1.Lithium batteries are not biodegradable.
In general, modern materials don’t really degrade much. When was the last time something you owned rusted away completely? And if it did – did it really? The spot below the cheap, neglected grill in my friend’s back yard has no grass in it. The rust is still there to interfere with that grass’s growth, even though it’s technically degraded. That grass may eventually come back if the rain ever washes enough of the contaminated dirt away, but until then, the ground is inhospitable. Now picture that with metal that’s not designed to spoil, and chemicals that are much harsher. Batteries are by far one of the most concerning items to trash. They tend to corrode and release acid if not disposed of properly, and the bigger the battery, the bigger the concern for acid to leach into whatever it’s laying on top of. You don’t want something you threw away to make a mini-superfund site, surely?
2. They also don’t behave well when the internals are exposed to air.
You cannot just dump a phone in the trash when you’re buying a new one. Besides the environmental effects (which can be anywhere from acid leaching to heavy metal poisoning, depending on battery type) there’s also a real danger of starting an unquenchable fire in a garbage truck. If it’s one of the fancy ones that can compact garbage as it picks it up, the battery being punctured can set off a fire inside the bin. If you’re unlucky, and others have thrown out paper trash or flammables, you’ve got a serious problem on your hands. Recycle the phone! If not the phone, then at least the battery!
3. The phone contains rare earth metals.
These are metals that are common in the Earth’s crust, but very difficult to actually mine out and purify economically. After a point, mining them might make phones too expensive for the average consumer – so it’s important to harvest what parts are harvestable! Besides that, the phone itself isn’t going to bio-degrade because it’s completely inorganic. Rather than let all those precious minerals and non-degrading materials go to waste, recycle!
4. The hard drive may not be wiped the way you hope it is.
It’s very possible to recover deleted documents off of a hard drive months after ‘wiping’. Wiping a traditional hard drive completely is difficult, and solid states only make it harder. The hard drive still has a phantom copy of the old doc until it’s written over with something else, or grazed with a magnet. Doing this thoroughly is difficult, which is why you should recycle through a reputable hardware recycler. This is especially important for things like email apps, which frequently don’t ask users to log in after the first time they’re used on the phone!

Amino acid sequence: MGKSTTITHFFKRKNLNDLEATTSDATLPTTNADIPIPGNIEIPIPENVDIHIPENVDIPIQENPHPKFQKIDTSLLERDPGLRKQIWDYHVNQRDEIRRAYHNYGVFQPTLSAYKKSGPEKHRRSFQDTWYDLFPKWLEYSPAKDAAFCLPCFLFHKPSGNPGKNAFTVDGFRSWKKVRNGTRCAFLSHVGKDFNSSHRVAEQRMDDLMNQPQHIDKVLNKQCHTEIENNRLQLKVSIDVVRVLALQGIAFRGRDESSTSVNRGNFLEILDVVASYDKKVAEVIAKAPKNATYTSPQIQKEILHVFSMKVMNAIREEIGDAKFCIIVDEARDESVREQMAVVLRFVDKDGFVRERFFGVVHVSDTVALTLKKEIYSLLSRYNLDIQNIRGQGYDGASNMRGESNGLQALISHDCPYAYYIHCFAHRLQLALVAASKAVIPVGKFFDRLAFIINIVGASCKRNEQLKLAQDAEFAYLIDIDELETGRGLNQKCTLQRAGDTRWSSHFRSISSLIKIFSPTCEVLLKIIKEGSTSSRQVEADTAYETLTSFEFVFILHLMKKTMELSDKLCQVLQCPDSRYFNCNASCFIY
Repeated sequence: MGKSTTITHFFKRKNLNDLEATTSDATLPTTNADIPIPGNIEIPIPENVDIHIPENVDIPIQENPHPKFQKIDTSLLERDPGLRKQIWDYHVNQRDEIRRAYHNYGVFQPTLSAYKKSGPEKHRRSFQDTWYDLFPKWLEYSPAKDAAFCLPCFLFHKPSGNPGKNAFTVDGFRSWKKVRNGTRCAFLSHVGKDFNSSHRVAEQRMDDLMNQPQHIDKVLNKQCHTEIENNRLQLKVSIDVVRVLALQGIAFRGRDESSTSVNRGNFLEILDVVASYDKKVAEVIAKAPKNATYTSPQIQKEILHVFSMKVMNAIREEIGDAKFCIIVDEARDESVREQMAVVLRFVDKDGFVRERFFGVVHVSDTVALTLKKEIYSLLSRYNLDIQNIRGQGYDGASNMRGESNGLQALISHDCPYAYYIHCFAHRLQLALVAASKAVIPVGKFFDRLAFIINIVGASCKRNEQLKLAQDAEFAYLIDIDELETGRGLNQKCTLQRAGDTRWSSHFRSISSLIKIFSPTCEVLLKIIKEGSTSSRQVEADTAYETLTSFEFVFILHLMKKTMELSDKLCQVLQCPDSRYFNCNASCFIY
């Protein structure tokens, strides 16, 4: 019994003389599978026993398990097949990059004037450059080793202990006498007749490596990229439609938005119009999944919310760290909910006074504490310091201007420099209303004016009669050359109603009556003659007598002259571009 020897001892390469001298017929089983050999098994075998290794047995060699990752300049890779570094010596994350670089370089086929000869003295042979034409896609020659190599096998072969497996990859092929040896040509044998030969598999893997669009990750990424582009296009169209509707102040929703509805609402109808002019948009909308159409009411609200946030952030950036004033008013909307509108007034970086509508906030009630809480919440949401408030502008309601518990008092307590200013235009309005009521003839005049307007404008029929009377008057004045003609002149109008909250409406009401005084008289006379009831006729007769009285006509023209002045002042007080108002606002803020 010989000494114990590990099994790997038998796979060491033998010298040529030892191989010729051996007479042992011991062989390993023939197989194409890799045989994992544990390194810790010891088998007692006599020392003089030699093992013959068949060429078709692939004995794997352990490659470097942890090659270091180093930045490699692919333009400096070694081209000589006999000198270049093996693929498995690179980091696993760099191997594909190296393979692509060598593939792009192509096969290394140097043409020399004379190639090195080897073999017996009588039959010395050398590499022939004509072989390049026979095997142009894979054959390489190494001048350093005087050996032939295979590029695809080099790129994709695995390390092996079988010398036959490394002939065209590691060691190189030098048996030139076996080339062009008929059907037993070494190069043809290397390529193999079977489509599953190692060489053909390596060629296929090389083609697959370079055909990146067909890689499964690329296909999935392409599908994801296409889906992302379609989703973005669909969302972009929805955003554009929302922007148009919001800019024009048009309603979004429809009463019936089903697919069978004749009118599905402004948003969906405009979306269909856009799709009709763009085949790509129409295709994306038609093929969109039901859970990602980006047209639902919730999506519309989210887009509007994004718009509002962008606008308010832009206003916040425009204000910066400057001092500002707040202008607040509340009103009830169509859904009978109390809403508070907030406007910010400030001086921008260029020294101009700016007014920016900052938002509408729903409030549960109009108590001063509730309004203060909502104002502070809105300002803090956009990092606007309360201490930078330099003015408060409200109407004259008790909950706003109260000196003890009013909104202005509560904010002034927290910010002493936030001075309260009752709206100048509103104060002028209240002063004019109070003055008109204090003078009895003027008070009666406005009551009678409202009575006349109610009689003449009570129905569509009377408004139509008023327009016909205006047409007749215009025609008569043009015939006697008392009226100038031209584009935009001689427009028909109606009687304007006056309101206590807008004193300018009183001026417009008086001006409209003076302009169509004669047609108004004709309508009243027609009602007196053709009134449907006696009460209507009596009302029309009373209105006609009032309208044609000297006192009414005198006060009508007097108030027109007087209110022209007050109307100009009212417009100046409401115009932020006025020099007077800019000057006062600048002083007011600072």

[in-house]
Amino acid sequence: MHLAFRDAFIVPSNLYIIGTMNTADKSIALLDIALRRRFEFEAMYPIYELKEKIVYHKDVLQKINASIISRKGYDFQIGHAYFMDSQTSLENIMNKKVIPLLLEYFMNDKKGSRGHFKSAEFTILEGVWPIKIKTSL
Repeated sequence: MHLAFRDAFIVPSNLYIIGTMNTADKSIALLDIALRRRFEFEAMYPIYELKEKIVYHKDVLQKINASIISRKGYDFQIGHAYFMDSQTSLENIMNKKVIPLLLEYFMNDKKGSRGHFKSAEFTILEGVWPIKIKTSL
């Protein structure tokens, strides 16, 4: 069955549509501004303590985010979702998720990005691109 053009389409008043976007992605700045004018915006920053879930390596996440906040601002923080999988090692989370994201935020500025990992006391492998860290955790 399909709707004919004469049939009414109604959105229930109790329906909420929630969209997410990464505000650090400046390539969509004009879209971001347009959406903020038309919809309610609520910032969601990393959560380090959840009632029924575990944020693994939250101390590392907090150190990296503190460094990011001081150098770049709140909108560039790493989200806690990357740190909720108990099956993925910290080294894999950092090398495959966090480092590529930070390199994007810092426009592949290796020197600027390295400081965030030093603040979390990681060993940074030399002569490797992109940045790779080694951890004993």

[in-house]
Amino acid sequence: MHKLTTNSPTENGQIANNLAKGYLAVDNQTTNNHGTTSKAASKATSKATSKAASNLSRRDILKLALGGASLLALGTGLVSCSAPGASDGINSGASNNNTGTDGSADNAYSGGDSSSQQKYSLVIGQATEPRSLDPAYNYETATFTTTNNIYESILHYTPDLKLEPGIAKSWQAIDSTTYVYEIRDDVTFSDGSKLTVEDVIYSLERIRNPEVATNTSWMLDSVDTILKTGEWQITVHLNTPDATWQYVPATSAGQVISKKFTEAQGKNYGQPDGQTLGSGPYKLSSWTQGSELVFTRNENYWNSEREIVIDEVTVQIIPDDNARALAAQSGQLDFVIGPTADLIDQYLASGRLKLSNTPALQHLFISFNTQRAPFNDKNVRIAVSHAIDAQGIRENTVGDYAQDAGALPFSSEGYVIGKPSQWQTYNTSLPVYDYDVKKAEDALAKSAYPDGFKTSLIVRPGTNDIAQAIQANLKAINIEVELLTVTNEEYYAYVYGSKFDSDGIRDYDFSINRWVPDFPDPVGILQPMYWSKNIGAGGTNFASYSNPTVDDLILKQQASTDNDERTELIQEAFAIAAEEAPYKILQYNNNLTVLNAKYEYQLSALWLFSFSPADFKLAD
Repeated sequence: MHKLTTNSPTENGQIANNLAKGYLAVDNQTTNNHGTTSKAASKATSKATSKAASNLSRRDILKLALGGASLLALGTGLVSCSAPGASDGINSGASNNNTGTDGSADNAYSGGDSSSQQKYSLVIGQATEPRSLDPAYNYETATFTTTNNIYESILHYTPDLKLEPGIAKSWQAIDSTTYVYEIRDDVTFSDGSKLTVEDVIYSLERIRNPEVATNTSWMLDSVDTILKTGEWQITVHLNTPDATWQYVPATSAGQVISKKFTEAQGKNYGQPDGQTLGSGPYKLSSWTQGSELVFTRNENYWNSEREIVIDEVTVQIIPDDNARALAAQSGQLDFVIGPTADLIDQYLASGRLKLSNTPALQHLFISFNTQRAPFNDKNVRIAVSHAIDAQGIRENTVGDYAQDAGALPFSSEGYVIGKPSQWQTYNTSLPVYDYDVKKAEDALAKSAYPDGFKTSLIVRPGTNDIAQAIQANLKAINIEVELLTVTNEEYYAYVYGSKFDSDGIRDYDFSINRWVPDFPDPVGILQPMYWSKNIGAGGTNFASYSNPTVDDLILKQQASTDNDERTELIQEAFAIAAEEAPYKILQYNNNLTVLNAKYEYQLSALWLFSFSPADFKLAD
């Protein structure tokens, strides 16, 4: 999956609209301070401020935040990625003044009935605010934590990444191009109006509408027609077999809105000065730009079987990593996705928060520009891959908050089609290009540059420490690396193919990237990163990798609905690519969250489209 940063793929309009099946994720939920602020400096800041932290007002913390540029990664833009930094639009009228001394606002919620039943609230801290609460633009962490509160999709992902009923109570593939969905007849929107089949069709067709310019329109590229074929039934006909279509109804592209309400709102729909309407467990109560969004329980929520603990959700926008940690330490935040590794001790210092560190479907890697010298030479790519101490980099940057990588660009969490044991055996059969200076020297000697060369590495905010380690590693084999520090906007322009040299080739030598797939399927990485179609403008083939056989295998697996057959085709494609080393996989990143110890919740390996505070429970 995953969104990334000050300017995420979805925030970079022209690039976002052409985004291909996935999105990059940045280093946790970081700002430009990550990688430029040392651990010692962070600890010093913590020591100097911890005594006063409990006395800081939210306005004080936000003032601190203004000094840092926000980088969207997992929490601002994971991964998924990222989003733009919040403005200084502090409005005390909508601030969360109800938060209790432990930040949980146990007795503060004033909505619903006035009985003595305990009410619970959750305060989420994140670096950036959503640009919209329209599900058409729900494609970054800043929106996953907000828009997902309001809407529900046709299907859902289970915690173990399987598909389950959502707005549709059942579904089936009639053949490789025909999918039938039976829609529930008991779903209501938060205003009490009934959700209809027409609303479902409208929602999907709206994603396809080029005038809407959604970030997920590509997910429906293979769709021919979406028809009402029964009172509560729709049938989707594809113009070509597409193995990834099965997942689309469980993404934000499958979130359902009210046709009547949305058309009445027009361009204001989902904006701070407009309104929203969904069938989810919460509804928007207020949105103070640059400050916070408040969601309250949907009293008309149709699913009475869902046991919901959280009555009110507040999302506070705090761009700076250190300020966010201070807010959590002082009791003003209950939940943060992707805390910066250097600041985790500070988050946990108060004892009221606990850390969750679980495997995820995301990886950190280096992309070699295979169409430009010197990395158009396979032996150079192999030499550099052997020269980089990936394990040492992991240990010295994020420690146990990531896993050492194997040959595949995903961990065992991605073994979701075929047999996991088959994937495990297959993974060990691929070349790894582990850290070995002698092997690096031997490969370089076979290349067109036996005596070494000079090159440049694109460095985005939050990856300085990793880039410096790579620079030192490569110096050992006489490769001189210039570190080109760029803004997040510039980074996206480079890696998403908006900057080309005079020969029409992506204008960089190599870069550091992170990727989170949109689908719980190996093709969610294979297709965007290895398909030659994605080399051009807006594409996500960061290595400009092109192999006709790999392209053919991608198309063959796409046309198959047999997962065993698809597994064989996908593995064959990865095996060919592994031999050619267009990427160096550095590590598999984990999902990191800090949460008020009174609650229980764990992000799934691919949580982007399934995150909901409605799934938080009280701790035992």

5. Having a secondary market is essential for the health of the industry.
If the number of workable phones is low, people are forced to buy the new model because it’s all they can find. This is why planned obsolescence is so insidious. They’re deliberately cutting down the market for their users so they can sell more new phones at a high price. If this was a perfectly efficient world where consumers had perfect information, this would lead to the company dying, because nobody wants to pay 700$ for something that breaks in three years. But it’s not – it’s a world where people drop an extra $200 on a phone for its camera. It’s a world where the phone carrier forces you to upgrade as part of their contract. It’s a world where branding is the fashion. It is not perfectly efficient, and as long as the manufacturers recognize this, they will make attempts to money-grub.
Keep those second-hand phones in the market and force manufacturers to keep making phones at least as well as their old products. This is still recycling! It’s keeping the phone from its final death in a landfill, and extending it’s life for as long as possible.
6. Broken Phones Still have Valuable Parts
If the phone’s so broken that it’s not possible to re-sell it, consider recycling it anyway – lithium batteries have many uses, and as mentioned before, those rare earth metals aren’t getting any less rare. Recycling the phone by sending it somewhere to get it broken down is also valid recycling. If you can squeeze just a little bit more use out of a device by dropping it off or passing it on – why wouldn’t you?
Besides, the facility will know how to handle that battery!